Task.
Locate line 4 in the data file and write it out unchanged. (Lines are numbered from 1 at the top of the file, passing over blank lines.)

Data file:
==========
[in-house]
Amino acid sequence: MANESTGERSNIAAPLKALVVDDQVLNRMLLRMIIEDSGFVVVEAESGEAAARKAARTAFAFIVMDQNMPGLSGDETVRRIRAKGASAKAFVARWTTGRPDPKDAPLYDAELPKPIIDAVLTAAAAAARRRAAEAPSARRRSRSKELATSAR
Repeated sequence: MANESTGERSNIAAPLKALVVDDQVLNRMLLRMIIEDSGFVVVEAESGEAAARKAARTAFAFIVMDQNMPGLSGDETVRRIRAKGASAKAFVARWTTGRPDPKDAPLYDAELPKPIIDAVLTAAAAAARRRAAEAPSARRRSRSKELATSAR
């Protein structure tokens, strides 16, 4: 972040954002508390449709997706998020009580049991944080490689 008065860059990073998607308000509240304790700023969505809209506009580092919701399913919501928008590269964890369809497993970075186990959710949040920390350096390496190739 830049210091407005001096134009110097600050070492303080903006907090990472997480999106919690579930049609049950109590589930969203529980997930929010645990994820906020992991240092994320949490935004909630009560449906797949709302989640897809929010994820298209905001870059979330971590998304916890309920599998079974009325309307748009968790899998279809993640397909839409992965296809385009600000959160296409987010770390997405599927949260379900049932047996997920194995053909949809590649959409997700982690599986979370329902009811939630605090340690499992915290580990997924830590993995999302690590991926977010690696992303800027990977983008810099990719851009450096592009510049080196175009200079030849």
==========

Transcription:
């Protein structure tokens, strides 16, 4: 972040954002508390449709997706998020009580049991944080490689 008065860059990073998607308000509240304790700023969505809209506009580092919701399913919501928008590269964890369809497993970075186990959710949040920390350096390496190739 830049210091407005001096134009110097600050070492303080903006907090990472997480999106919690579930049609049950109590589930969203529980997930929010645990994820906020992991240092994320949490935004909630009560449906797949709302989640897809929010994820298209905001870059979330971590998304916890309920599998079974009325309307748009968790899998279809993640397909839409992965296809385009600000959160296409987010770390997405599927949260379900049932047996997920194995053909949809590649959409997700982690599986979370329902009811939630605090340690499992915290580990997924830590993995999302690590991926977010690696992303800027990977983008810099990719851009450096592009510049080196175009200079030849």